Sunday, November 1, 2009

The distance between "us" and "them"

By Joel Cook

With regard to foreign powers, Thomas Jefferson and George Washington warned against the perils of "entangled alliances."  They did so for good reason and we can see throughout the 20th century and into the 21st where our alliances have gotten us.  Wars all over the globe at one time or another, foreign investors with their financial claws deep in our economy rendering even diplomatic confrontation nearly impossible. 

We can see it with multinational corporations headquartered in the US while their labor is in some third world country and their bank accounts are "offshore."

These entanglements lead to a great deal of ambiguity, they muddy the water, and make it difficult and in some cases impossible to understand the consequences of certain negotiating tactics or actions.  These men, along with Thomas Paine foresaw the consequences of getting too involved with their neighbors/competitors.  

"The great rule of conduct for us, in regard to foreign nations, is in extending our commercial relations, to have with them as little political connection as possible. Europe has a set of primary interests, which to us have none, or a very remote relation. Hence she must be engaged in frequent controversies the causes of which are essentially foreign to our concerns. Hence, therefore, it must be unwise in us to implicate ourselves, by artificial ties, in the ordinary vicissitudes of her politics, or the ordinary combinations and collisions of her friendships or enmities." --George Washington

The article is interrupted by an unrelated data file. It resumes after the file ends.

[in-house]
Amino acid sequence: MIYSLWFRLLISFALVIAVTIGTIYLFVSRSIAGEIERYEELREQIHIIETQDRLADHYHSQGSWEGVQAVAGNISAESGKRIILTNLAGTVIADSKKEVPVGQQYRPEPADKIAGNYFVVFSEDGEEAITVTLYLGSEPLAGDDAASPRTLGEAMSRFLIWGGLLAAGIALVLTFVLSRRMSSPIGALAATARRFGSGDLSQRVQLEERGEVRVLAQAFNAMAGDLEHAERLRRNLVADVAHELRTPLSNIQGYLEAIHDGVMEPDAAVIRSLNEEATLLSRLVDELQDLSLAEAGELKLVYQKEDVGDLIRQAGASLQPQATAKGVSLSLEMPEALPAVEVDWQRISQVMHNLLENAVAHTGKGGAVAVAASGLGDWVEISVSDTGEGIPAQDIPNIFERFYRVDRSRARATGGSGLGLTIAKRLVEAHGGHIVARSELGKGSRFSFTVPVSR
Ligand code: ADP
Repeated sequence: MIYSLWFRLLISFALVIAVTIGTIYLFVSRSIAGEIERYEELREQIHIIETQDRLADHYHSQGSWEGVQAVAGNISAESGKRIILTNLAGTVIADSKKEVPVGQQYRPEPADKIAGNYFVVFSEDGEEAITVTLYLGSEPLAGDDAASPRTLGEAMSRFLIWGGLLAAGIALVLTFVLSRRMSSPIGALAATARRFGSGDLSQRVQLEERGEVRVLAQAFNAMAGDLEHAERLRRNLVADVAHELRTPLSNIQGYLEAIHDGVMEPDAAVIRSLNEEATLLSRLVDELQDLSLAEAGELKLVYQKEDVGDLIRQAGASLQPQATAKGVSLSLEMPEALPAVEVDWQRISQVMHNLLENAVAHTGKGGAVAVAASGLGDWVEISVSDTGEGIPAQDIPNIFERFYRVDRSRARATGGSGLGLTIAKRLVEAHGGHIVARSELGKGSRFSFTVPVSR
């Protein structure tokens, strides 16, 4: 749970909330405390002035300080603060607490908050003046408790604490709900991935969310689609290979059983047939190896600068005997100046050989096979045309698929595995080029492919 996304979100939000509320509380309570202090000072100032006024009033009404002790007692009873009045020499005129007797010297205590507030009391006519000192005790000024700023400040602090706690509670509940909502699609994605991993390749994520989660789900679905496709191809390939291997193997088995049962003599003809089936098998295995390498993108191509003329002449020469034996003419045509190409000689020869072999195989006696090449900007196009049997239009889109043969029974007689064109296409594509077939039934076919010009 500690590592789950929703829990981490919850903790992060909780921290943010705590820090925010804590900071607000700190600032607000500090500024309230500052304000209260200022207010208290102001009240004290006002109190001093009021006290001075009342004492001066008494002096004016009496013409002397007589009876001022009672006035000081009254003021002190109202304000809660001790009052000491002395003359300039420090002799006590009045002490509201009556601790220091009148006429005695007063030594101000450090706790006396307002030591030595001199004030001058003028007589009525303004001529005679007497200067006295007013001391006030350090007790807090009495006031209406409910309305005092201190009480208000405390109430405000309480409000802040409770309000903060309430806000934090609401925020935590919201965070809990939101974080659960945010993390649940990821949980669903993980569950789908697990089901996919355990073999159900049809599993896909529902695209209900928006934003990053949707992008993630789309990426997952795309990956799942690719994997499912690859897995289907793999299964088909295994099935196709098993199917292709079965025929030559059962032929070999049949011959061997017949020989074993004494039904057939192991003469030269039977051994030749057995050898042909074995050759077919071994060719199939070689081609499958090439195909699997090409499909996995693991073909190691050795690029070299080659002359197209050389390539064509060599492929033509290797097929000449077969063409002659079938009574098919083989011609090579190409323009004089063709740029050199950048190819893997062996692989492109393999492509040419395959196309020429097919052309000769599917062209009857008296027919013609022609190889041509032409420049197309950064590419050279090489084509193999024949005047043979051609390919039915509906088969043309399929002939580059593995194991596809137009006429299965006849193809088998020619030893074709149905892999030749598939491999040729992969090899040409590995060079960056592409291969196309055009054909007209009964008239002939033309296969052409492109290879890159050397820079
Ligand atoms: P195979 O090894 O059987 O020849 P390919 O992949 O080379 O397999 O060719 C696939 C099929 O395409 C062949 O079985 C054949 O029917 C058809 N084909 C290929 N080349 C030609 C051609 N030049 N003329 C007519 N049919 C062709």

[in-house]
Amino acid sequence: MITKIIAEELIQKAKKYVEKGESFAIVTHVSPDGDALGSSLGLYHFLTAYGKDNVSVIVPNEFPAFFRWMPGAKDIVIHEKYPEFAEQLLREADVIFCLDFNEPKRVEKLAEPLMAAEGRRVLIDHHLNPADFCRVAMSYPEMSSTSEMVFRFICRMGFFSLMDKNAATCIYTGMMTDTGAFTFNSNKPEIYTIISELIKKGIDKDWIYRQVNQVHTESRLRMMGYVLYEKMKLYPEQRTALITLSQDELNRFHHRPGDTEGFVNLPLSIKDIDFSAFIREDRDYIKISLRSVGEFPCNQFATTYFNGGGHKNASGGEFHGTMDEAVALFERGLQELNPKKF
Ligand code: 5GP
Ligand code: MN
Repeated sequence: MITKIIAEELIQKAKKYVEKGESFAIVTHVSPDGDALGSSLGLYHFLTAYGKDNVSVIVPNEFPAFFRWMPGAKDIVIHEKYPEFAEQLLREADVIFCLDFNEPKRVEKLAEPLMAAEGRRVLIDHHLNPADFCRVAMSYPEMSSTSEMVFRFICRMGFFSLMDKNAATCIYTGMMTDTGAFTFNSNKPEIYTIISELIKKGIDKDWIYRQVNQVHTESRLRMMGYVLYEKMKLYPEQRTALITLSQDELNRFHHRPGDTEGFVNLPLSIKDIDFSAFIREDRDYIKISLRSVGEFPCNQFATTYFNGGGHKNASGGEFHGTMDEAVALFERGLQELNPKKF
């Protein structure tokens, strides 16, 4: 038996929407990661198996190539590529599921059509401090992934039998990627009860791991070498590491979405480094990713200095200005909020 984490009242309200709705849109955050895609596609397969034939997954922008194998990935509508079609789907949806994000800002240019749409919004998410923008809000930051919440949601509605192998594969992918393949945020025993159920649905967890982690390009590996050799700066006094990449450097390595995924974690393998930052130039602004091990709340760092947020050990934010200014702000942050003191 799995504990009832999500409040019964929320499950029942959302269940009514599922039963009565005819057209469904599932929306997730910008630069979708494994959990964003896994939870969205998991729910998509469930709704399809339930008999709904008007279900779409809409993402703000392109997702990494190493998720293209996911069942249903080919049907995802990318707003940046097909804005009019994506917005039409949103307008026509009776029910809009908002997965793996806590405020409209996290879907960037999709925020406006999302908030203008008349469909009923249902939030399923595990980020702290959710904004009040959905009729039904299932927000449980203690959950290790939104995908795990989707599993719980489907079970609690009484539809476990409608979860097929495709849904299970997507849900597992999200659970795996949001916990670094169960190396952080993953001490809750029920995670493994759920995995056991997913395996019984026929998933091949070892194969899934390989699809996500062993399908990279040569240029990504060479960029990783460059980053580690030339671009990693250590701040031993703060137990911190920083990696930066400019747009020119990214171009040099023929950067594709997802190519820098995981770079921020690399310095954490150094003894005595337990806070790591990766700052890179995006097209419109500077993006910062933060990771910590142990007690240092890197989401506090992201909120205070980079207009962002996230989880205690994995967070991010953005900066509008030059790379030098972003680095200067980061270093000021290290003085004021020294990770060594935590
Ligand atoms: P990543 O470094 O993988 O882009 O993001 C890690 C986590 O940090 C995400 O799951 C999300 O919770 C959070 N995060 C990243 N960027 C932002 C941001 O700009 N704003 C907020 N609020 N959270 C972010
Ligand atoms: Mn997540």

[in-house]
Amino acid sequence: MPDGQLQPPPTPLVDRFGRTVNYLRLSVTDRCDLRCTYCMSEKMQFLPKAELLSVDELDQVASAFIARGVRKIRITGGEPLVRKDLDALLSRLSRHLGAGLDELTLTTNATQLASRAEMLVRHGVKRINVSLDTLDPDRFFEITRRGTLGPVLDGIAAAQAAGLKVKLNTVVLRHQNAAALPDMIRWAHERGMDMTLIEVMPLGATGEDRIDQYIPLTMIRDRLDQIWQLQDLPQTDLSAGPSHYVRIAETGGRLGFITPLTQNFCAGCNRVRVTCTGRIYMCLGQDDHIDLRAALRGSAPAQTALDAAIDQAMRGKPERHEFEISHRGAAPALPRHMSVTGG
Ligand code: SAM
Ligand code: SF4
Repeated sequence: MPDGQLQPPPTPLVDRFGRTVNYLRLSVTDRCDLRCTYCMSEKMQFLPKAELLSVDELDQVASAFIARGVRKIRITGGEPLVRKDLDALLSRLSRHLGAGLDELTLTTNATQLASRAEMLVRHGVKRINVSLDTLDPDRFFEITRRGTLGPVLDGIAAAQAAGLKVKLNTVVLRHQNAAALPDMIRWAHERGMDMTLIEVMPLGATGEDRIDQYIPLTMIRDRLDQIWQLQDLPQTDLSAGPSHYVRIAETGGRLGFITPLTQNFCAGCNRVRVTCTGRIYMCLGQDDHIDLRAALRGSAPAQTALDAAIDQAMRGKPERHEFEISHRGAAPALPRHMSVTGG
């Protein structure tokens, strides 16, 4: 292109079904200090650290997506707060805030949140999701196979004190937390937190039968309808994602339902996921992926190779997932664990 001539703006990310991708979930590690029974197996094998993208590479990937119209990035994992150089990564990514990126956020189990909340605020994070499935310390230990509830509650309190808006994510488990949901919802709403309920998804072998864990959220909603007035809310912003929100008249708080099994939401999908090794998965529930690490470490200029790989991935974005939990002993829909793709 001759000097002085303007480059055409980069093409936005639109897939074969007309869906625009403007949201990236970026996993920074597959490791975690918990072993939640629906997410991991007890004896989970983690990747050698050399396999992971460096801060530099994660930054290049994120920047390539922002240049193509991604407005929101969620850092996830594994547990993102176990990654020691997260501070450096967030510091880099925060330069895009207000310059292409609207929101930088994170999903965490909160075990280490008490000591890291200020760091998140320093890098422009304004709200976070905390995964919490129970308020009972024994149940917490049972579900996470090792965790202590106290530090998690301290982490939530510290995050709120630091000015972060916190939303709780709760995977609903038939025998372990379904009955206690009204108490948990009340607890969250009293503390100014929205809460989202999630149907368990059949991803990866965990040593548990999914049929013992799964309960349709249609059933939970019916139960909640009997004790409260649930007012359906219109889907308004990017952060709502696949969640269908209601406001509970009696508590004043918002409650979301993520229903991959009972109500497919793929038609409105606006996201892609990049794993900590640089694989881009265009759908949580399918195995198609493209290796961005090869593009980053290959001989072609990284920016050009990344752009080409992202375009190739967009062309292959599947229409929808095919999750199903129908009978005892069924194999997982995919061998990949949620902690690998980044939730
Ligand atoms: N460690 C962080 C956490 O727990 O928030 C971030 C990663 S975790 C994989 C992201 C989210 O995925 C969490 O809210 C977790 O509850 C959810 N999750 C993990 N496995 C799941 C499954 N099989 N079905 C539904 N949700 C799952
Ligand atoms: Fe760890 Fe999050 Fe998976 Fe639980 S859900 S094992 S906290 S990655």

"Peace, commerce, and honest friendship with all nations, entangling alliances with none."--Thomas Jefferson

The NYCDCC has committed the sin of entangling alliances with the wrong people.  It has acted in a self serving manner, and in doing so has further damaged our credibility.  By engaging in the alleged offenses the NYCDCC has rendered itself impotent when dealing with contractor negotiations.

How can the NYCDCC demand anything when it has played golf with, taken bribes from, and used illegal narcotics with their opponent?  The optics are bad, and an ineffectual negotiating team will never accomplish the goals of, and meet the needs of the membership.